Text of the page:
Skeet Reese Fishing the Jig


A flipping jig with a rubber or silicone skirt with a soft plastic or pork trailer is an excellent early spring lure. The jig n pig as it is often referred to is the perfect pitching and flipping lure, with a weed guard fixed the jig the lure is capable of being fished around lots of different kinds of cover. While most of the time a jig is designed to imitate a crawdad / crayfish with the right color selections and retrieve they can imitate a bream / bluegill or a minnow bait fish. In the early spring I stick with brown or black jigs with similar colored trailers with some red, blue, or purple in the mix as an accent color. As the weather warms up I will start to use a brown jig green color combination more and keep the bait moving a little faster to imitate the bait in the waters where I like to fish.

Spinnerbait Fishing with KVD


The spinnerbait is one of my go to reaction bait lures in the spring. Casting the spinnerbait long distances and retrieving through flats or along ledges near the shallows or past known ambush / feeding places are typical places to fish with a spinnerbait in the spring. The lure has a skirt made of silicon and usually one or two blades. There is a couple of popular blade styles 1. Colorado 2. Willow. The Colorado blades are flat and round compared to the willow blades which are elongated and pointy. The Colorado blades provide more vibration in the water which is good in off color or dirty water as well as at night. The willow blades produce a subtle vibration comparatively and produce more flash creating a stronger visual appeal. A common blade configuration for a spinnerbait is one Colorado and one willow which works well in most places. You can catch a bass anywhere in the country with a spinnerbait with that blade configuration colored in white and weighing 3/8 oz.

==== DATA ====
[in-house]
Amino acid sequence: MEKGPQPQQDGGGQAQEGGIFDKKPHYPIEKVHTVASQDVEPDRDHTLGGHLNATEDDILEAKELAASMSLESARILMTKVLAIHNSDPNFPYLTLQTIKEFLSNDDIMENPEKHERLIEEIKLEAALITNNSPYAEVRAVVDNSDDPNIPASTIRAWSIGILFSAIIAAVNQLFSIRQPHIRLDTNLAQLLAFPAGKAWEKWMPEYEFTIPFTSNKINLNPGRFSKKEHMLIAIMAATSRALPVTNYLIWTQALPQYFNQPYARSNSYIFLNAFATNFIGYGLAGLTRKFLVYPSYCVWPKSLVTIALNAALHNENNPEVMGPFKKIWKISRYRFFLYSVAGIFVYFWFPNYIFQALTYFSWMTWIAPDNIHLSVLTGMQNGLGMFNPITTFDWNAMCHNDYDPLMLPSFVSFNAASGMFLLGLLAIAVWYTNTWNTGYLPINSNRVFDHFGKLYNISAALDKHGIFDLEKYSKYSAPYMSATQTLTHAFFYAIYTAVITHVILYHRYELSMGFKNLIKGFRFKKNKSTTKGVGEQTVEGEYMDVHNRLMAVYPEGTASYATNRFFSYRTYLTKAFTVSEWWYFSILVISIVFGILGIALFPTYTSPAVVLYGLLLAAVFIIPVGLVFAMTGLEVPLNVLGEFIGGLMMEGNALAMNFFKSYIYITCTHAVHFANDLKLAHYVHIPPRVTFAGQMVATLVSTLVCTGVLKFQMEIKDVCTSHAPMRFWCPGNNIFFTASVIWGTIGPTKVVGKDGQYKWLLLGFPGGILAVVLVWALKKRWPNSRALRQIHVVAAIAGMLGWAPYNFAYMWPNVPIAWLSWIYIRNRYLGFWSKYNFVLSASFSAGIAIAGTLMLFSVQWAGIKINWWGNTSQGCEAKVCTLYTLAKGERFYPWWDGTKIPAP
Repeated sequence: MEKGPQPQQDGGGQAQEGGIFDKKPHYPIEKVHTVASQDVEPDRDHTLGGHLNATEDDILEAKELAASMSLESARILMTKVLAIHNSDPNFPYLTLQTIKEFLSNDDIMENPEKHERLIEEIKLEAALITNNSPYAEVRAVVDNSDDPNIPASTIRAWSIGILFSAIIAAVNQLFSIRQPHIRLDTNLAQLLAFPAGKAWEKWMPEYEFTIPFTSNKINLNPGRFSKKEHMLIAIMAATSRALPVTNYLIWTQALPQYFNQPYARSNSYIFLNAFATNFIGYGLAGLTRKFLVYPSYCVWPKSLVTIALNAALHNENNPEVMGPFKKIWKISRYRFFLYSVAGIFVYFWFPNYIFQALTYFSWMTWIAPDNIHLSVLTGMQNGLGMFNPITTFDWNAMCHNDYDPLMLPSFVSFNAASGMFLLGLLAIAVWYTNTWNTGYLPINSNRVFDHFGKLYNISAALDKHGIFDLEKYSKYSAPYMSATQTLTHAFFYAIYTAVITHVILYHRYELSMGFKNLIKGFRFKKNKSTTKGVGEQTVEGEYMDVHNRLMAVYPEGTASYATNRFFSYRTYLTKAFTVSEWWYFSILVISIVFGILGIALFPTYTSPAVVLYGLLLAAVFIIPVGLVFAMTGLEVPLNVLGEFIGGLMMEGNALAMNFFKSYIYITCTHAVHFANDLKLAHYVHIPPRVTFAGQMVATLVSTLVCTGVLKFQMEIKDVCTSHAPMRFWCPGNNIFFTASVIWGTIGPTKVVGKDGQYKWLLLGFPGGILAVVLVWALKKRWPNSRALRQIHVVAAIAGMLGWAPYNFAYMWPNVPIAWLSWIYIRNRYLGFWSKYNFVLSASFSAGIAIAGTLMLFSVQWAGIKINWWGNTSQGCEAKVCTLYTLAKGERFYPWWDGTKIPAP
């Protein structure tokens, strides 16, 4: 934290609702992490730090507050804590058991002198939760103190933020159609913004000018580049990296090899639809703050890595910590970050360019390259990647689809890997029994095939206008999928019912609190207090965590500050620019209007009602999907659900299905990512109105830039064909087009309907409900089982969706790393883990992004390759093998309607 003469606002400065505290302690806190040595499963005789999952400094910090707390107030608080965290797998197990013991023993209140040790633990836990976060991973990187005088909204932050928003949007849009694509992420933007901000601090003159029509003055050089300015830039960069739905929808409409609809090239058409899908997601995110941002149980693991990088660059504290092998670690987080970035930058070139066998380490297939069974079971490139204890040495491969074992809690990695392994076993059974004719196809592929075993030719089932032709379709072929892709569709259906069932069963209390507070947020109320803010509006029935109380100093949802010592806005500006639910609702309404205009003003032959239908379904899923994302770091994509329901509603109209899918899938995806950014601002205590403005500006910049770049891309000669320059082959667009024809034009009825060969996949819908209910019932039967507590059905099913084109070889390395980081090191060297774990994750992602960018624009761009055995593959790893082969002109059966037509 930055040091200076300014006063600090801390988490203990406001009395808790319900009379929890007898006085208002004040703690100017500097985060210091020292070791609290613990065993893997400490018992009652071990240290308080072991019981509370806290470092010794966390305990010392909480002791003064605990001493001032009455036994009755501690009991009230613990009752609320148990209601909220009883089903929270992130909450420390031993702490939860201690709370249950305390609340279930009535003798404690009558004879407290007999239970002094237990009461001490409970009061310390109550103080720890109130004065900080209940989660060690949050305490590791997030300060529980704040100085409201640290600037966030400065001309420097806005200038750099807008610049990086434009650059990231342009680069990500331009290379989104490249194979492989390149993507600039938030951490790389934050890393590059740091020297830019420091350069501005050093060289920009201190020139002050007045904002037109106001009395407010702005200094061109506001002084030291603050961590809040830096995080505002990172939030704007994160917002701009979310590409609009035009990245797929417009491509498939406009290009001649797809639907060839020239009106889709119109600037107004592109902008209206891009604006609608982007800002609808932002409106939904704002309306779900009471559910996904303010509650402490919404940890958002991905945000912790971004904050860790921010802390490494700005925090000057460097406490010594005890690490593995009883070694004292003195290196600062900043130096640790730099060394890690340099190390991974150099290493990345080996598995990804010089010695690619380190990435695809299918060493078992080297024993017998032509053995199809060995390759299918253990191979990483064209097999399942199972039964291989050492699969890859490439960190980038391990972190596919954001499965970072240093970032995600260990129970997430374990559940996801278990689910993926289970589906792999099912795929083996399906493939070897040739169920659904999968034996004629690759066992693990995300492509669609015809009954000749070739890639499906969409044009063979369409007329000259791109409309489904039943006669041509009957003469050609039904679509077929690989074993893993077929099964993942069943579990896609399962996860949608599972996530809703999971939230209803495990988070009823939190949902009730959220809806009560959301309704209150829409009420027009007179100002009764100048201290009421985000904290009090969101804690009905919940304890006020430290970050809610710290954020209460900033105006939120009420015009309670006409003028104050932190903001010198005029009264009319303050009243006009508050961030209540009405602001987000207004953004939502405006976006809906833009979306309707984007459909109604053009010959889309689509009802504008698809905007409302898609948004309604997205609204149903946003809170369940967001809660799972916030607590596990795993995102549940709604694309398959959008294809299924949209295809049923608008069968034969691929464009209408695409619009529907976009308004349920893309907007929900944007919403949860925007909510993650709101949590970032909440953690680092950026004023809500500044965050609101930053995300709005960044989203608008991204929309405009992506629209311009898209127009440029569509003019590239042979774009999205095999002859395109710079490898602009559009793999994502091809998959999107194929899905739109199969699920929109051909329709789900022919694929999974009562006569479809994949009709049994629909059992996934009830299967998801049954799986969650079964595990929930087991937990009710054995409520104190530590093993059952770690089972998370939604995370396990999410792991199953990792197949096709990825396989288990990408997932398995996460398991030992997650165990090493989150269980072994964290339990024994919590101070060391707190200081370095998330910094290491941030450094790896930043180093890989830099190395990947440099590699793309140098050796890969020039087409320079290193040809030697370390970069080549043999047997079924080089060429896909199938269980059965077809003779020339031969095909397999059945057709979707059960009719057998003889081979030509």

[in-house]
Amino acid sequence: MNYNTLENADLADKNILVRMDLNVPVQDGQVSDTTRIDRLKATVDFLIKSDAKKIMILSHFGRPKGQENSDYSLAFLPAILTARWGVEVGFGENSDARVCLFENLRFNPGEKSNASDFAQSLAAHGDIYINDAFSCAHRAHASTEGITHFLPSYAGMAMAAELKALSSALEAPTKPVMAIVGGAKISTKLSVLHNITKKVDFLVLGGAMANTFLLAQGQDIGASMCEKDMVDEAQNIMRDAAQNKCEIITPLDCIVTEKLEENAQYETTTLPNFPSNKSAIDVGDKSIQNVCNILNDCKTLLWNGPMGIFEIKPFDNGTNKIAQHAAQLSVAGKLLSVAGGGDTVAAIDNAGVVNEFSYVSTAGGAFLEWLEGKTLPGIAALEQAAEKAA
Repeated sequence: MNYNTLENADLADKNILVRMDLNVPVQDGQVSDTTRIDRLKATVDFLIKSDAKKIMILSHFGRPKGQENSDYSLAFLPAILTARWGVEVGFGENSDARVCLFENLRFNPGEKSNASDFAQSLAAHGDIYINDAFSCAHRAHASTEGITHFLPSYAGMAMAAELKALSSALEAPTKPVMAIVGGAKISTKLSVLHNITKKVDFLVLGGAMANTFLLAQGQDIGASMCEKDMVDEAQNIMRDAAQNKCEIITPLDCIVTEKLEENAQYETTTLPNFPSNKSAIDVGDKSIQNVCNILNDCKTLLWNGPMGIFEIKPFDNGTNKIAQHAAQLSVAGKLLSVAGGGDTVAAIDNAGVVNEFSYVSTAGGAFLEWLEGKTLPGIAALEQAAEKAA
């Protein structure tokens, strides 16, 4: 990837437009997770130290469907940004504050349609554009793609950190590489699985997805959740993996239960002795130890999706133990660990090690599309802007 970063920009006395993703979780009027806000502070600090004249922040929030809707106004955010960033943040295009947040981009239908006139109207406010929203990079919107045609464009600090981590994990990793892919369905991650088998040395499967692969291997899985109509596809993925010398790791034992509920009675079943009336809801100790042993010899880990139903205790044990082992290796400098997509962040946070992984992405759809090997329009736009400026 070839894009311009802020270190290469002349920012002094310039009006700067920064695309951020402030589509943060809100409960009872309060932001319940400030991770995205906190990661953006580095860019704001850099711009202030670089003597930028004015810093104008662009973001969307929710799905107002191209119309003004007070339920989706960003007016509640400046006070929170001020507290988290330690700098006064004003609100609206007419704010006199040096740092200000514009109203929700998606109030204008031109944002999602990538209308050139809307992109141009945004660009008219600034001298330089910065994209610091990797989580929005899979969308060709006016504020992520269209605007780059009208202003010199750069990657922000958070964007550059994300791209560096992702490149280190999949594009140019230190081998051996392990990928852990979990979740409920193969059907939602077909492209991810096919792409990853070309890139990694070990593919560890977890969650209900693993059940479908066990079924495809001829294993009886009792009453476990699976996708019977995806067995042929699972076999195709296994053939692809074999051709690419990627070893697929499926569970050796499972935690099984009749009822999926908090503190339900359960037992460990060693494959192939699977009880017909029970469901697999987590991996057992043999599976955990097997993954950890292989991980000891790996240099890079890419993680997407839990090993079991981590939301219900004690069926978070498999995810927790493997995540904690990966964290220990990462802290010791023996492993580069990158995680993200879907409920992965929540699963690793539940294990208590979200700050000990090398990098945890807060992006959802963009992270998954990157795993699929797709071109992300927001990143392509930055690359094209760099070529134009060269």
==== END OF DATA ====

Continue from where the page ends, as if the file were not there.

Dropshot Fishing With Aaron Martens

Dropshot - Plastic Worm

Dropshotting a plastic worm is a simple and very effective way of catching bass anytime they are in the shallows. Being known for a deep water technique many people do not try using a drop shot where you would fish any other regular plastic worm technique. This is great for kids that want to go fishing but do not have the skill yet to cast and retrieve more sophisticated lures. The drop shot is a simple weight with a hook 6 - 18 inches up the line. Put a worm on the hook, just nose hook the worm, I prefer to use a circle hook and tie the knot with a Palomar knot so there is a long tag end to give me room to tie on the weight below the hook. Cast the worm out let the bait sit on the bottom and just slowly drag it back to the boat. Giving the rig a little line occasionally and just dragging behind the boat as it drifts is excellent during tough fishing conditions.

Spring Time Success

What is your favorite spring time lure